There have not been many times in the cryptocurrency market where an extended period has seen negative growth; however, the first three months of 2018 have been the exception. In fact, this first quarter of 2018 has broken records and registers as the worst first quarter in the history of Bitcoin, and the second-worst quarter ever.
A week into Q2 crypto analysts and experts are approaching the next few months with optimism despite what has gone before. There are a couple of reasons for this, and if history is to be followed and noted, then Q2 holds a lot more promise and optimism.
Pressures that drove Q1 into the dirt are starting to ease, regulators are finding their balance, and even more unusual things like the end of Chinese New Year and tax-spending season can influence the second quarter positively.
What’s the damage?
When looking at Bitcoin as the figurehead of the cryptocurrency market, the drop in price is quite damning. And, in fact, Bitcoin was one of the better performers when taking into consideration the drop of most coins from their all-time highs from December and January.
Bitcoin has fallen 65 percent from its all-time high at the time of publishing- still better than some of the other top ten altcoins, such as Cardano, for example, which is down 88 percent from its all time high.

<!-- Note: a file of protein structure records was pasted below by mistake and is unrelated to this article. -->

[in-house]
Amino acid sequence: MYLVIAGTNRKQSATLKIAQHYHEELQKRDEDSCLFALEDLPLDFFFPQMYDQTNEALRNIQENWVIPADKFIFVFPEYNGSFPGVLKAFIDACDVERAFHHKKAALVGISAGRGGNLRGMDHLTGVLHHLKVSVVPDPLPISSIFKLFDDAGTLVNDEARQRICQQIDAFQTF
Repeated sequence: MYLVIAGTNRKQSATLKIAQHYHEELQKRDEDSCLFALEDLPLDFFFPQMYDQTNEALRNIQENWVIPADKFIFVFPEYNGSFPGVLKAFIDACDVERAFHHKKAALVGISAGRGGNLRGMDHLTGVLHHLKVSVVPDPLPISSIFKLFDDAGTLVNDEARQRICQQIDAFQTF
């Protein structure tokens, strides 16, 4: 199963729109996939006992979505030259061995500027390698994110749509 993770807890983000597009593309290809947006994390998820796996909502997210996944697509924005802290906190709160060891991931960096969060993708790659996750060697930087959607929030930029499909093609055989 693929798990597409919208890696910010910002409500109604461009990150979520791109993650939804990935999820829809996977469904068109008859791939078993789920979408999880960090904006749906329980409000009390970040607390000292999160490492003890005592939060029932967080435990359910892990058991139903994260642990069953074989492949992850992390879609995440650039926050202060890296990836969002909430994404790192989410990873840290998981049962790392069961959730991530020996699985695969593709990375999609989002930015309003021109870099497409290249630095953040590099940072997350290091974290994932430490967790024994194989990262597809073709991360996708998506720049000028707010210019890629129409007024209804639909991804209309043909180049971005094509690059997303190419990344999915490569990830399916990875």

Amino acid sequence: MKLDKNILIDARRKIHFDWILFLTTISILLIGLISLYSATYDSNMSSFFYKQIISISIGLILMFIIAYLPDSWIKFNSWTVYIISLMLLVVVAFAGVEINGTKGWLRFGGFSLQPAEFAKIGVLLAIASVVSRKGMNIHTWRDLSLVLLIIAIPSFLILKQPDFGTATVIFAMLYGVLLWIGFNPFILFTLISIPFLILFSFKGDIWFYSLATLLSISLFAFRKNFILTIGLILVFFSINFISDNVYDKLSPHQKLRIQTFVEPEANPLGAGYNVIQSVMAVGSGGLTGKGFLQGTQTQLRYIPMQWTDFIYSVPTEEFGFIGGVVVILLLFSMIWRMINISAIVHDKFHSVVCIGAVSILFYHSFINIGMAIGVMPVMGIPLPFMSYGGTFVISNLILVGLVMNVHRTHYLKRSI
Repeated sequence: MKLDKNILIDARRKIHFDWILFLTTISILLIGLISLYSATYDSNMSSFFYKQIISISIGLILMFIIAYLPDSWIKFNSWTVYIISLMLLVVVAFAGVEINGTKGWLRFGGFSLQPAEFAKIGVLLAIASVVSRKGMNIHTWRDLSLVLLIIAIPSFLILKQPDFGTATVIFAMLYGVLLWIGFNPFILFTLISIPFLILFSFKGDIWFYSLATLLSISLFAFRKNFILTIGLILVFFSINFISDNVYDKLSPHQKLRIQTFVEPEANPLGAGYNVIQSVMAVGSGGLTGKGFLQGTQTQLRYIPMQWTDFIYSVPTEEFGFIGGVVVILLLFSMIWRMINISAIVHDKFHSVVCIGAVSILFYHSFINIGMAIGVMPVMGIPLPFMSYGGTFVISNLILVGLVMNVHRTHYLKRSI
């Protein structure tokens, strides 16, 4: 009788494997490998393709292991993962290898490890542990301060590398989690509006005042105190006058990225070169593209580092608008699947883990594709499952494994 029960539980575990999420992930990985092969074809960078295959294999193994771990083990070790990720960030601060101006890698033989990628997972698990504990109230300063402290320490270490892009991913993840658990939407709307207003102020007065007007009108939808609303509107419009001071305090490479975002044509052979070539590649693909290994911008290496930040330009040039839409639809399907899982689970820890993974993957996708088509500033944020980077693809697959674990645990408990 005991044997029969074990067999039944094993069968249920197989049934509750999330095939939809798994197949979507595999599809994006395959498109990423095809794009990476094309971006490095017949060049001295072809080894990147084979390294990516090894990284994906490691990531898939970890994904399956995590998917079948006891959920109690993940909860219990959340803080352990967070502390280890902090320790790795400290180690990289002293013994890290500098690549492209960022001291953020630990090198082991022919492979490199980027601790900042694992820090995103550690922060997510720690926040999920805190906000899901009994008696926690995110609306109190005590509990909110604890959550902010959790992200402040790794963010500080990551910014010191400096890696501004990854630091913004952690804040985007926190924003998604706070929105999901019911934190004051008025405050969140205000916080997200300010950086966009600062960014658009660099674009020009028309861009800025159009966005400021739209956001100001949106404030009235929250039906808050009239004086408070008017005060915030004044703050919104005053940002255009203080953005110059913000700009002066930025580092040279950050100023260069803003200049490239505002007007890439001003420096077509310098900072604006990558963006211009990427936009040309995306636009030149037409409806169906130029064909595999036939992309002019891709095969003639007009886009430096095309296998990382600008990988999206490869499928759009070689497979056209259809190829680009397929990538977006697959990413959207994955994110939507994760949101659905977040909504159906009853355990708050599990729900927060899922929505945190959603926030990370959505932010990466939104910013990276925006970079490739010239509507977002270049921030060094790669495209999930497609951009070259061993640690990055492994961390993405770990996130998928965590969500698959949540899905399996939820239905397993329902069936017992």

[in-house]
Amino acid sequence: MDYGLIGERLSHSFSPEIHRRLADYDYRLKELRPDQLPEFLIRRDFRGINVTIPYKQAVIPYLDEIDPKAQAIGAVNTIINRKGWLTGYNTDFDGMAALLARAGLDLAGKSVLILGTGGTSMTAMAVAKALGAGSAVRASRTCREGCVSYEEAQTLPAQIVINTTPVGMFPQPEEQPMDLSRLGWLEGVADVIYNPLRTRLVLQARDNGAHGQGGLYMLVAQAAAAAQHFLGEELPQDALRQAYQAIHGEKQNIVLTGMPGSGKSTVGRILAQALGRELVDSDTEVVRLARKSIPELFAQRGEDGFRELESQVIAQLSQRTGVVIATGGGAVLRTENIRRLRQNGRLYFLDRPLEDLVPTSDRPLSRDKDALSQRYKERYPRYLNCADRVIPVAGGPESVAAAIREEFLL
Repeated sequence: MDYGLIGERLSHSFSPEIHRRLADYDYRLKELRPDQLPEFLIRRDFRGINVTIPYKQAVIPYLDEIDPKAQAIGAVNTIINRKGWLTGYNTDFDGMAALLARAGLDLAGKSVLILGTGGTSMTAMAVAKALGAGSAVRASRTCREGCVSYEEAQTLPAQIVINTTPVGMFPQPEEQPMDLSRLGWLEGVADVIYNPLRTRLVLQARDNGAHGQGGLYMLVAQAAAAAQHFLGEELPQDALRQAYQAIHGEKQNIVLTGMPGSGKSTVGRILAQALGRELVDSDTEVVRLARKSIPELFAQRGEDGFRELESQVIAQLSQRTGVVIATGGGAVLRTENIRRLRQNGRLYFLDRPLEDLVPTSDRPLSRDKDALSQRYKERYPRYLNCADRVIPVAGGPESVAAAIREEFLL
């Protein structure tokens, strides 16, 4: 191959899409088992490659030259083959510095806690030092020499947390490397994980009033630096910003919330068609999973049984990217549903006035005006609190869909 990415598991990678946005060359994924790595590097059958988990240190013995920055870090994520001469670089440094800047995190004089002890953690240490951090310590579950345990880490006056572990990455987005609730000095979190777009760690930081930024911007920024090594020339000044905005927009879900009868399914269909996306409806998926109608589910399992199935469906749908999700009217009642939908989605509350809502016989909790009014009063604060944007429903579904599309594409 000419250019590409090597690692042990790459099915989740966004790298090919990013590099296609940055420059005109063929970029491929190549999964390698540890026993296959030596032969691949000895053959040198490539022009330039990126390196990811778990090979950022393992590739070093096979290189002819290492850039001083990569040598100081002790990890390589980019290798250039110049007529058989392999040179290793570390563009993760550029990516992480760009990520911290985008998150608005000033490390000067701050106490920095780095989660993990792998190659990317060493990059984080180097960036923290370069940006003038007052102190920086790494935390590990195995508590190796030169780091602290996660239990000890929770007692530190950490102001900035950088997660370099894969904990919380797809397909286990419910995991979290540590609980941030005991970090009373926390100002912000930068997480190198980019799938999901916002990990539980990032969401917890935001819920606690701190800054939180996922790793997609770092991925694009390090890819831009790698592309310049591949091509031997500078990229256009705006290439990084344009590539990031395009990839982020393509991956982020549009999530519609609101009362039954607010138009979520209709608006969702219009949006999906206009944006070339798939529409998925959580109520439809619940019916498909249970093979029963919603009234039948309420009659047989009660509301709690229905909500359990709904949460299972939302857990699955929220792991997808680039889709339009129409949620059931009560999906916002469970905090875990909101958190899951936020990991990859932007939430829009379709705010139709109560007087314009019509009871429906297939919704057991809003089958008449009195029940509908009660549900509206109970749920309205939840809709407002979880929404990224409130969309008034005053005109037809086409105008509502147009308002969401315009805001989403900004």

In Q1, Bitcoin dropped 50 percent in the first three months of 2018. The price of the cryptocurrency has fallen from $13,412.44 on Jan. 1 to $7,266.07 on March 30. By the end of the quarter, $114.9 bln of market capitalization had been wiped off.
To put it in context
Bitcoin has historically done poorly over the first quarter of the year in its seven years prior. This has been put down to a number of reasons, including the Chinese New Year which occurs in early February.
In it’s now eight first quarters, Bitcoin has had four negative starts to the year with 2018’s 50 loss being the worst, followed in second by 2014’s 39.47 percent loss. However, those losses pale in comparison to the growth of some years, such as 2013 which saw Bitcoin grow by 588 percent in three months.
What is causing the decline?
2018 was always going to be an interesting year for Bitcoin, and other cryptocurrencies, following up from 2017 which was such a historic one in terms of price and mainstream adoption. Bitcoin reached its all-time high of $20,000 in late December as the cryptocurrency market thrust itself into the mainstream.
Suddenly, Bitcoin was on the lips of everybody; talk show hosts were trying to explain it to a broad audience and anyone was trying their damnedest to invest in it, often in foolish ways, such as with debt.
This also piques the interest of regulators and governments who realized that this was more than a fad and that they had to step in to try and institute some sort of control over this decentralized form of finance.
Finding the balance
Regulators and governments stepped in, but they all took different paths. There has been a slew of different rules, laws and recommendations from different countries as to how Bitcoin and other cryptocurrencies should be governed.
Some have been stricter than others, and this has had its effect on the growth and interest for investors. However, the regulators, for the most part, have been trying to find a balance for this form of ungoverned currency to fit into the financial regulation that currently exist.